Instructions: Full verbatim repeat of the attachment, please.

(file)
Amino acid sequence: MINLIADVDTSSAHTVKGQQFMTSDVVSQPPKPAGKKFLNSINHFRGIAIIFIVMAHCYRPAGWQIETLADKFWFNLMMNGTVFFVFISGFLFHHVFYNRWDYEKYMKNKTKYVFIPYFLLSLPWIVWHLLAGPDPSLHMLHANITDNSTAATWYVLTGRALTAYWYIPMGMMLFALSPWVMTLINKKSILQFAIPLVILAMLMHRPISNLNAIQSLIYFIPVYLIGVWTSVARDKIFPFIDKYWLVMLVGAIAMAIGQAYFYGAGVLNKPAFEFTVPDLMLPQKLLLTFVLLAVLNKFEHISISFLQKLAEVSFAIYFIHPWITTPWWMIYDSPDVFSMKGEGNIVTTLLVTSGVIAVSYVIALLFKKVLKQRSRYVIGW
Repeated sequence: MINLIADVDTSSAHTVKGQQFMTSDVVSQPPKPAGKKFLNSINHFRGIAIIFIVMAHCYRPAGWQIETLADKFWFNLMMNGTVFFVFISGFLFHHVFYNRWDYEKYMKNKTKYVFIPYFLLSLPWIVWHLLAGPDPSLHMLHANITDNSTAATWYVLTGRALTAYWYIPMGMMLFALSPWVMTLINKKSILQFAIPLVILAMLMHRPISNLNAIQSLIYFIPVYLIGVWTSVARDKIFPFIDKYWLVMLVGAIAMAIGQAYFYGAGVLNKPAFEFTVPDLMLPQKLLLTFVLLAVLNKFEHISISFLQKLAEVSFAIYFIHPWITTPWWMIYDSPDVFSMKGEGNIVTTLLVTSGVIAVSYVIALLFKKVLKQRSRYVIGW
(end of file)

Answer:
Amino acid sequence: MINLIADVDTSSAHTVKGQQFMTSDVVSQPPKPAGKKFLNSINHFRGIAIIFIVMAHCYRPAGWQIETLADKFWFNLMMNGTVFFVFISGFLFHHVFYNRWDYEKYMKNKTKYVFIPYFLLSLPWIVWHLLAGPDPSLHMLHANITDNSTAATWYVLTGRALTAYWYIPMGMMLFALSPWVMTLINKKSILQFAIPLVILAMLMHRPISNLNAIQSLIYFIPVYLIGVWTSVARDKIFPFIDKYWLVMLVGAIAMAIGQAYFYGAGVLNKPAFEFTVPDLMLPQKLLLTFVLLAVLNKFEHISISFLQKLAEVSFAIYFIHPWITTPWWMIYDSPDVFSMKGEGNIVTTLLVTSGVIAVSYVIALLFKKVLKQRSRYVIGW
Repeated sequence: MINLIADVDTSSAHTVKGQQFMTSDVVSQPPKPAGKKFLNSINHFRGIAIIFIVMAHCYRPAGWQIETLADKFWFNLMMNGTVFFVFISGFLFHHVFYNRWDYEKYMKNKTKYVFIPYFLLSLPWIVWHLLAGPDPSLHMLHANITDNSTAATWYVLTGRALTAYWYIPMGMMLFALSPWVMTLINKKSILQFAIPLVILAMLMHRPISNLNAIQSLIYFIPVYLIGVWTSVARDKIFPFIDKYWLVMLVGAIAMAIGQAYFYGAGVLNKPAFEFTVPDLMLPQKLLLTFVLLAVLNKFEHISISFLQKLAEVSFAIYFIHPWITTPWWMIYDSPDVFSMKGEGNIVTTLLVTSGVIAVSYVIALLFKKVLKQRSRYVIGW